I keep reading so many people thinking that a Turbine engine in a cub is flown the same as a recip and that is not true. I spent some time talking to one of the owners of the company that is making the engine work in the Cub and with all the hours flown and after comparing what he is doing with the Cub, it is flown almost exactly as I flew our PT-6 Porter.
    I just hate to see you guys going off on a tangent about this engine/aircraft combination. Once the prop and accessory's are worked out, the engine will really be an unbelievable performer in the Cub.
    I'm here to learn Ernie.

    Is it just me or is anyone else noticing how long it seems to be taking to bring a supposedly finished product to market? So much hype. Now so little airplane. I for one would love to know what is going on and what a reasonable timetable looks like.

    Stephen

  12. #132
    AlaskaAV's Avatar
    Join Date
    Mar 2004
    Location
    Mission, TX
    Posts
    929
    Post Thanks / Like
    Quote Originally Posted by FixedWing
    Quote Originally Posted by AlaskaAV
    Stephen, if you would like a refresher, PM me. You have lost the concept of turbine prop engines (as compared to full jet and recip) no matter what the aircraft and how they are flown. We had Porters with three different engines and each one was flown different. I only flew the PT-6 powered.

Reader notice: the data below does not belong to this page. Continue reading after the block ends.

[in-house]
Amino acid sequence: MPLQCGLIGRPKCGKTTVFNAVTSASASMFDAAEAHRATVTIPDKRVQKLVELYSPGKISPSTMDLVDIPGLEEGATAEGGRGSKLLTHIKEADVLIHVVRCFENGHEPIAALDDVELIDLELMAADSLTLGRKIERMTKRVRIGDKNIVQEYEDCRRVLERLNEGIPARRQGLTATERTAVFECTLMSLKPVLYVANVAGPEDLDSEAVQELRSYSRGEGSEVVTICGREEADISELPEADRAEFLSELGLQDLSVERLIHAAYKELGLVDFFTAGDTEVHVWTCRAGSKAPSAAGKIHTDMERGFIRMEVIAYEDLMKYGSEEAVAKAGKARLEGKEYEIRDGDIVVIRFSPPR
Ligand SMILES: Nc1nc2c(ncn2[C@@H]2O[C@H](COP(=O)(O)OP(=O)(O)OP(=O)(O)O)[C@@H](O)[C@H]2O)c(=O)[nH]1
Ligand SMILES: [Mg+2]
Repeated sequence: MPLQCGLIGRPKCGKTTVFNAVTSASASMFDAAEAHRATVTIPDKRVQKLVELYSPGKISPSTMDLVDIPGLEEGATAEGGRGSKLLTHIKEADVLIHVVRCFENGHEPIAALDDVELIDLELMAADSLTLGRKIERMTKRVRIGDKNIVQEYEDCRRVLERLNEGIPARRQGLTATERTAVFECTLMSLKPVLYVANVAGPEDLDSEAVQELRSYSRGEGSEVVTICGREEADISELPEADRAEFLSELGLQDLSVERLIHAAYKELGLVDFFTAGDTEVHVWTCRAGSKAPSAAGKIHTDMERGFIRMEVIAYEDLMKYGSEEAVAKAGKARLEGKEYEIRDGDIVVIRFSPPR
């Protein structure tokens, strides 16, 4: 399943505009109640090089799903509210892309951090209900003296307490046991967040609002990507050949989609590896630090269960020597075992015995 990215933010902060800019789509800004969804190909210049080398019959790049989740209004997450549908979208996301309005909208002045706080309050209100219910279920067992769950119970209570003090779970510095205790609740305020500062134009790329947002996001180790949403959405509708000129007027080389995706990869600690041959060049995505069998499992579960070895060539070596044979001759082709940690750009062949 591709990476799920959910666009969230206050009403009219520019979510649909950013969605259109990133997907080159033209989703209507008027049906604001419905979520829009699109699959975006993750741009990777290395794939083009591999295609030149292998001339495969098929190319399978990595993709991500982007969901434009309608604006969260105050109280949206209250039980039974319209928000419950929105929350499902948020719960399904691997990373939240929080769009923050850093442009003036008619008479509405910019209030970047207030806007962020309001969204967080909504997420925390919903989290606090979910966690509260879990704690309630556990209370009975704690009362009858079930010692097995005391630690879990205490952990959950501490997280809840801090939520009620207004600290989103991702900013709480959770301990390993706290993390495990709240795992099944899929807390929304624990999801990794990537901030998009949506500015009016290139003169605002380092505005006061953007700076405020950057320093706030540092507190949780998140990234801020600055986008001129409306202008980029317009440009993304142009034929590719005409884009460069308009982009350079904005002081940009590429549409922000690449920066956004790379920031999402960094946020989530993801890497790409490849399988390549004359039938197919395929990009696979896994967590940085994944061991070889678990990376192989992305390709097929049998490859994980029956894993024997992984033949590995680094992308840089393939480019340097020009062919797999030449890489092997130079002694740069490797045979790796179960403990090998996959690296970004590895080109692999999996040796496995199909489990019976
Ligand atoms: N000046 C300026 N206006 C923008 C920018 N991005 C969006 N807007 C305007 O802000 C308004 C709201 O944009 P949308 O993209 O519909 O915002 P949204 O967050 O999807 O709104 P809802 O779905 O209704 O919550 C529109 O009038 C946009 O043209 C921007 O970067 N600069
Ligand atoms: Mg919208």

I keep reading so many people thinking that a Turbine engine in a cub is flown the same as a recip and that is not true. I spent some time talking to one of the owners of the company that is making the engine work in the Cub and with all the hours flown and after comparing what he is doing with the Cub, it is flown almost exactly as I flew our PT-6 Porter.
    I just hate to see you guys going off on a tangent about this engine/aircraft combination. Once the prop and accessory's are worked out, the engine will really be an unbelievable performer in the Cub.

    I'm here to learn Ernie.

    Is it just me or is anyone else noticing how long it seems to be taking to bring a supposedly finished product to market? So much hype. Now so little airplane. I for one would love to know what is going on and what a reasonable timetable looks like.

    Stephen